nd daring and achievement, in all the fine and splendid things of the world. She does not merely disapprove of the contemporary "home" as wasteful and inefficient--she hates it because it vulgarizes life. In this "home," this private food-preparing and baby-rearing establishment, she sees a machine which breaks down all that is good and noble in women, which degrades and pettifies them. The contrast between the instinctive ideals of young women and the sordid realities into which housekeeping plunges them is to her intolerable. And in the best satirical verses of modern times she ridicules these unnecessary shames. In one spirited piece she points out that the soap-vat, the pickle-tub, even the loom and wheel, have lost their sanctity, have been banished to shops and factories:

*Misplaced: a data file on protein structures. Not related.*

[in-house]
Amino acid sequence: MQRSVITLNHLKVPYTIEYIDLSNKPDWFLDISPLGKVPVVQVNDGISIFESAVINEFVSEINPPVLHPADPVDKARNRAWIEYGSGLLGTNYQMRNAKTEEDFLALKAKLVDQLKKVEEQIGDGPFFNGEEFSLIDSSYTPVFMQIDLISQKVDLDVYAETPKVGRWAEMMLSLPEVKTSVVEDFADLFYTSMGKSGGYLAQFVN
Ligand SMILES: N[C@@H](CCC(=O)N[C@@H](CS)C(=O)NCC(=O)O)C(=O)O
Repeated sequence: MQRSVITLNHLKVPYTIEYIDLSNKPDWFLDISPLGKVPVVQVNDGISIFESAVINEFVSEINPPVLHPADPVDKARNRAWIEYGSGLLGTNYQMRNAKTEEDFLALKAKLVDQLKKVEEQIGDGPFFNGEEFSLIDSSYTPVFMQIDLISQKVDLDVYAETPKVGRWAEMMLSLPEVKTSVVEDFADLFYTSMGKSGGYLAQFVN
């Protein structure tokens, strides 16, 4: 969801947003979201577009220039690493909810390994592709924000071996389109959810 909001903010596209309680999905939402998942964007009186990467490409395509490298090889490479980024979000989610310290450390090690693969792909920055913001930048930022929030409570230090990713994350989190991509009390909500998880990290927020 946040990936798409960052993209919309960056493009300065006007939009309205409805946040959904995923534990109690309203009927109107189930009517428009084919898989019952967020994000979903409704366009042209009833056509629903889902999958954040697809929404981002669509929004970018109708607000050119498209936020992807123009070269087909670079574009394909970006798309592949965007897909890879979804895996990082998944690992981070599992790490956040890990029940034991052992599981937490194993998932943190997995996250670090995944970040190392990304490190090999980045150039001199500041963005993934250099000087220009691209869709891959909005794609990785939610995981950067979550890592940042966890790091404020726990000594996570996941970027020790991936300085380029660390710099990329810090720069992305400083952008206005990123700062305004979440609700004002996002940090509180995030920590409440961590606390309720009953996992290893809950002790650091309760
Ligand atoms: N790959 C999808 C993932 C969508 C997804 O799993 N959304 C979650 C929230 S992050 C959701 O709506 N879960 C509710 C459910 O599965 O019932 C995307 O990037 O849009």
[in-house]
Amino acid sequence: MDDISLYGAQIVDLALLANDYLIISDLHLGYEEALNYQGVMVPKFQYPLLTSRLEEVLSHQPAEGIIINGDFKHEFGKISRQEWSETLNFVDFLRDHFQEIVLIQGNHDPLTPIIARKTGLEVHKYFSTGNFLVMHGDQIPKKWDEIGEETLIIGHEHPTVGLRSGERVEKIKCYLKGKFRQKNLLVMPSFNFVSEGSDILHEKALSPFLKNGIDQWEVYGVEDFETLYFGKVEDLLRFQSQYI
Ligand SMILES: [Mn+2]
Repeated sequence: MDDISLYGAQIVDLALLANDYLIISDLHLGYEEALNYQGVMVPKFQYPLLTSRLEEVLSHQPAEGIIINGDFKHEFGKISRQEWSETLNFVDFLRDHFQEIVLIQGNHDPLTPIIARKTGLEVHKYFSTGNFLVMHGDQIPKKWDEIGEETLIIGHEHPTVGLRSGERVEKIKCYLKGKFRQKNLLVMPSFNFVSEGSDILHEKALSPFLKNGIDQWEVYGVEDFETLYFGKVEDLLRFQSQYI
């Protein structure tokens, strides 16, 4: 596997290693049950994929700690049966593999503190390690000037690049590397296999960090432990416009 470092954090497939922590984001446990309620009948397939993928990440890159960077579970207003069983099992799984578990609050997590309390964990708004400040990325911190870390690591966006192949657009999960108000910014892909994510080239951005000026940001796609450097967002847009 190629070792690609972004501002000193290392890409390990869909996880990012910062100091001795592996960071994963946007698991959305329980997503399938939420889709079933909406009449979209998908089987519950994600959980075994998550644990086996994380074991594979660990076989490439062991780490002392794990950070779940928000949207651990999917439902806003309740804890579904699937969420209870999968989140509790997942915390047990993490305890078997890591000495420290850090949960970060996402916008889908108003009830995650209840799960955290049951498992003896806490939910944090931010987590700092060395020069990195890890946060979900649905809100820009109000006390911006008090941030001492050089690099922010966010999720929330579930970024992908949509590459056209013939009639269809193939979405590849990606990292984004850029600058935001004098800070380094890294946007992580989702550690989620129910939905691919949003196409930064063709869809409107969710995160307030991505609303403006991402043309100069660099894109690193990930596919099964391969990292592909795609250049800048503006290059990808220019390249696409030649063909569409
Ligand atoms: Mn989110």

But bow ye down to the Holy Stove, The Altar of the Home!
The real feeling of Mrs. Gilman is revealed in these lines, which voice, indeed, the angry mood of many an outraged housewife who finds herself the serf of a contr